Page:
census_input.sqlx

config {
  type: "table"
}

SELECT
  age,
  workclass,
  native_country,
  marital_status,
  education_num,
  occupation,
  race,
  hours_per_week,
  income_bracket,
  CASE
    WHEN MOD(functional_weight, 10) < 8 THEN 'training'
    WHEN MOD(functional_weight, 10) = 8 THEN 'evaluation'
    WHEN MOD(functional_weight, 10) = 9 THEN 'prediction'
  END AS dataframe
FROM
  `bigquery-public-data.ml_datasets.census_adult_income`

Model training

Now it's time to create a model using the training dataset. I am creating a new file for this model creation. You can find more about the model options from here.

model_train.sqlx

config {
  type: 'operations',
  hasOutput: true,
  tags: ["training"]
}

CREATE
OR REPLACE MODEL ${self()} OPTIONS (
  model_type = 'LOGISTIC_REG',
  auto_class_weights = TRUE,
  input_label_cols = ['income_bracket']
) AS
SELECT
  *
FROM
  ${ref('census_input')}
WHERE
  dataframe = 'training'

You’ll notice a few non-SQL constructs above, these are Dataform features. Our configuration block at the top tells Dataform that this is an operation (a custom SQL statement) that generates an output relation. We can use the self() function in dataform to get the fully qualified name of this relation that we should create, and we can use the ref() function to select from the preprocessed dataset that we created in the previous step.

I have also added a tag, which will be useful to run only this step with or without dependencies using the command: dataform run --tags training --include-deps or on Dataform web. Check the Dataform documentation on tags.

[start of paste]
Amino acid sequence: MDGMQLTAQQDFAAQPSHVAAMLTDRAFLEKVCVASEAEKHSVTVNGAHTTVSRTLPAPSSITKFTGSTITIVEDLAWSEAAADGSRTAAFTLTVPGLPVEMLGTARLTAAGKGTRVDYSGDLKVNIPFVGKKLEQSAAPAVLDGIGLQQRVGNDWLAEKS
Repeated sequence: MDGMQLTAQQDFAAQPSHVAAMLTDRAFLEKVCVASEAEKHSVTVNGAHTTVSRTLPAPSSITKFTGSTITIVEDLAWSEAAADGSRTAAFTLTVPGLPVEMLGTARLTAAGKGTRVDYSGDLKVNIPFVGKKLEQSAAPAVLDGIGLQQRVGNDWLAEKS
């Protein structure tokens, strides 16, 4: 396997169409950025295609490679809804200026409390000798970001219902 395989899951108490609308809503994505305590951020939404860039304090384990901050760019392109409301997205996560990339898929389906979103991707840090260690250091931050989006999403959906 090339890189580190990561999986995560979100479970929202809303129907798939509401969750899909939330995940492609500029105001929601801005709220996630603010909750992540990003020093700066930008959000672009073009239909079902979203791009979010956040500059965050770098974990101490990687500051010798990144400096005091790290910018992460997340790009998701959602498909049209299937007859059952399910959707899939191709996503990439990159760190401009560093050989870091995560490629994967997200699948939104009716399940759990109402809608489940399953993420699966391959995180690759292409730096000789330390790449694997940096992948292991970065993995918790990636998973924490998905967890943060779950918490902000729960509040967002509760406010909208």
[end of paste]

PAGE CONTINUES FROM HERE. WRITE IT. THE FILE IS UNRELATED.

Model evaluation

Continuing with the standard ML workflow, I will evaluate my model with the evaluation dataset. As I am creating a ML model pipeline, it is important not to run the prediction step if my model’s accuracy (for this model, I will consider accuracy less than .8 is bad) is not good enough. To solve this in the pipeline, I will use Dataform’s assertion feature.

Bigquery’s ML.EVALUATE function returns a row with column accuracy on which I can run the assertion.

model_evaluate.sqlx

config {
  type: 'assertion',
  tags: ["evaluate"]
}

SELECT
  *
FROM
  ML.EVALUATE (
    MODEL ${ref('model_train')},
    (
      SELECT
        *
      FROM
        ${ref('census_input')}
      WHERE
        dataframe = 'evaluation'
    )
  )
WHERE accuracy < .8

To train the model and run the accuracy test, use the following command:

dataform run --actions model_evaluate --include-deps

Run prediction

As I have created the model and evaluated, now I want to run prediction on a real datasets. Let's do it.

predict.sqlx

config {
  type: 'table',
  dependencies: ['model_evaluate'],
  tags: ["predict"]
}

SELECT
  *
FROM
  ML.PREDICT (
    MODEL ${ref('model_train')},
    (
      SELECT
        *
      FROM
        ${ref('census_input')}
      WHERE
        dataframe = 'prediction'
    )
  )

This prediction step depends on the evaluation step, so I have added it as a dependency.

So let's take a look at the dependency graph:

Now I can run the whole ML pipeline as a schedule within Dataform, written entirely in SQL and executed on BigQuery’s CPUs.

If you'd like to learn more about Dataform and how it can help you set up a robust, SQL-based data modeling layer to support your analytics, data operations and more, check out our docs or book a demo with one of our team.